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I have a 24 MHz, crystal on my board and datasheet of IC defines the load capacitance between 5-9pF. The reference design I follow don't use any load capacitor.

My traces look like this:

enter image description here

shorter trace is 3.3 mm long, the longer one is 8.6 mm long.

Referring to the application note here, I use a signal generator at 24 MHz. Output of the generator and a scope of my oscillator are placed to an end point of a path, the second scope is placed to the other end. But, I don't observe any voltage/waveform/phase shift changes at the oscillator. I tried it by applying ramp, square, and sine wave forms, but output is the same for all.

Could anyone explain how to measure the parasitic capacitance of the paths? What do I need to do after measuring the capacitance, say I measure 1pF at the short path and 4 pF at the long path, do I simply need to add them and then compensate the required capacitance by placing load capacitors?

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  • \$\begingroup\$ I think you're focusing too much on the capacitance of these traces. I guess that they have a capacitance (to ground or to eachother) of less than 0.5 pF. The crystal's load capacitors do not need to be that accurate in value anyway. \$\endgroup\$ – Bimpelrekkie Nov 16 '15 at 11:32
  • \$\begingroup\$ I was referring the answer on electronics.stackexchange.com/questions/121659/… says that parastic capacitance should be between 3-5 pF, I wondered if I need to measure the capacitance in order to determine if I really need the caps or not ( other method is to try and see, but I want to learn how it is properly done) \$\endgroup\$ – Angs Nov 16 '15 at 11:40
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    \$\begingroup\$ Most of that 3-5pF capacitance I mentioned is typically the input/output capacitance of the chip. \$\endgroup\$ – Spehro Pefhany Nov 16 '15 at 11:42
  • \$\begingroup\$ The capacitance of a trace 4 thou wide on a 4 thou core is about 1.1pF per inch. Your tracks are much shorter than that, so the parasitic capacitance is, as Spehro notes, dominated by the capacitance of the IC the crystal is attached to. \$\endgroup\$ – Peter Smith Nov 16 '15 at 12:19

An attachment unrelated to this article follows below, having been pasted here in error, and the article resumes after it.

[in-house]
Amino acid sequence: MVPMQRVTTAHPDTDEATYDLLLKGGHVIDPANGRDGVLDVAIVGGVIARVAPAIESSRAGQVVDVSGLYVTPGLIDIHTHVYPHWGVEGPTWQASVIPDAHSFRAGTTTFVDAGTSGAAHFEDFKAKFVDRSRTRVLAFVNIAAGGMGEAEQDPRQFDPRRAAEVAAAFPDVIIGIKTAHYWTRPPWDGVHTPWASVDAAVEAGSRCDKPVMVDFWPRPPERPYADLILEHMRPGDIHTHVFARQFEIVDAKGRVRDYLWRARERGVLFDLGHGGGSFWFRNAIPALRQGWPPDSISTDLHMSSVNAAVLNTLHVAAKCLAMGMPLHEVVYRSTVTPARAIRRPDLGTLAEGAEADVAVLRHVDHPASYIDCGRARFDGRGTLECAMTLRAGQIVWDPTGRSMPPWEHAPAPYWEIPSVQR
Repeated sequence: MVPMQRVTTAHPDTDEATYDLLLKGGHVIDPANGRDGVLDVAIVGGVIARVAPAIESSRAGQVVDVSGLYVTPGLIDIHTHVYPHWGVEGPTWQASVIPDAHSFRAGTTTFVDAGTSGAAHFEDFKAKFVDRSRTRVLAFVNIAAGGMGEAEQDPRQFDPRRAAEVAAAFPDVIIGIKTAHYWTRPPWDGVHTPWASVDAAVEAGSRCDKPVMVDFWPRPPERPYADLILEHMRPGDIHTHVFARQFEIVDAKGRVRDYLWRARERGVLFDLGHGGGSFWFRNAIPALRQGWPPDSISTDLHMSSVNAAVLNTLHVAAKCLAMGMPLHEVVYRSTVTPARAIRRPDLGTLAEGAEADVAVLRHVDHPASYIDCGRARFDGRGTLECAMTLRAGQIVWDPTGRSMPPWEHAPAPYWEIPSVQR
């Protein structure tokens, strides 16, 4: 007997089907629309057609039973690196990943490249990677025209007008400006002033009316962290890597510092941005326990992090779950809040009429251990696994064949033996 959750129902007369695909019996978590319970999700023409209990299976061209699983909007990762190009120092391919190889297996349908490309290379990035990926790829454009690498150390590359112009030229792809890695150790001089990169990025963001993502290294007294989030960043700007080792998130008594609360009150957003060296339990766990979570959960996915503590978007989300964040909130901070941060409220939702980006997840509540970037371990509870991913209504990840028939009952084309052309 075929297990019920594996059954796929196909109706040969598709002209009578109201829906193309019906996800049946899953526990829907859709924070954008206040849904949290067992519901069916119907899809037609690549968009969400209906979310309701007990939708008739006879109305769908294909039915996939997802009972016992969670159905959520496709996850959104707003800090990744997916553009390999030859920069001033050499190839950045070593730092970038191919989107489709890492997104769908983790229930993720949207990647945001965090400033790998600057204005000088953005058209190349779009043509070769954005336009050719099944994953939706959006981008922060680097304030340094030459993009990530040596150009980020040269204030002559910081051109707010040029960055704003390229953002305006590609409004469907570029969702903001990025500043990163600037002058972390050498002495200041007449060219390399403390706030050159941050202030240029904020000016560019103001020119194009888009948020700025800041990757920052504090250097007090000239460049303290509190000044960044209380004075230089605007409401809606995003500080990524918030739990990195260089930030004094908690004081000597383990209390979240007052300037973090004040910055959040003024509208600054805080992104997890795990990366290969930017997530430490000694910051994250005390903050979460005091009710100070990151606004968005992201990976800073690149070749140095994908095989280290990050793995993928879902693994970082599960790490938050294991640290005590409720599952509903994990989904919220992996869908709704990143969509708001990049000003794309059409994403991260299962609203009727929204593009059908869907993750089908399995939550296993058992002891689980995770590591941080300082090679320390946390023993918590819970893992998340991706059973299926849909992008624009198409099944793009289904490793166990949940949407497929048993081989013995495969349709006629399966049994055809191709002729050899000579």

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There is a way to measure the impedance of a trace which requires transmission line theory.

But usually is only considered if the wavelength is comparable to the board size and for 24Mhz is approximately $$\lambda = \frac{c}{f} = \frac{3\times10^8}{24\times10^6}=12 metres$$

so any reflection of that wavelength is going to be virtually nothing on a trace thats a cm or 2.

Lets first assume that your traces are lossless which is safe assumption for low power traces. so our propagation constant is given as $$\beta=\omega\sqrt{LC}, \omega=2\pi f$$ which is related to wave length by $$\lambda=\frac{2\pi}{\beta}$$ anyway by the magic of the telegrapher equations derived by Oliver Heaviside we get the characteristic Impedance of$$Z_0 = \sqrt{\frac{L}{C}}$$ Which is impedance per unit length so how do we find L and C? Answer: dimensions

Mind you this is extremely simplified and only rule of thumb

Image below is a crossection of PCB track

trace crossection

$$L=\frac{\mu d}{w}\rightarrow\mu = 4\pi \times10^{-7}$$ $$C=\frac{\epsilon w}{d}\rightarrow\epsilon = 8.85\times10^{-12}$$

This is PER METRE so multiply this by how long your track is IN METRES

$$ 8.8mm = 8.8 \times 10^{-3} $$

The u looking greek letter mu is the permeability of free space in Henrys per metre.

The e looking greek letter epsilon is the permittivity of free space in Farads per metre.

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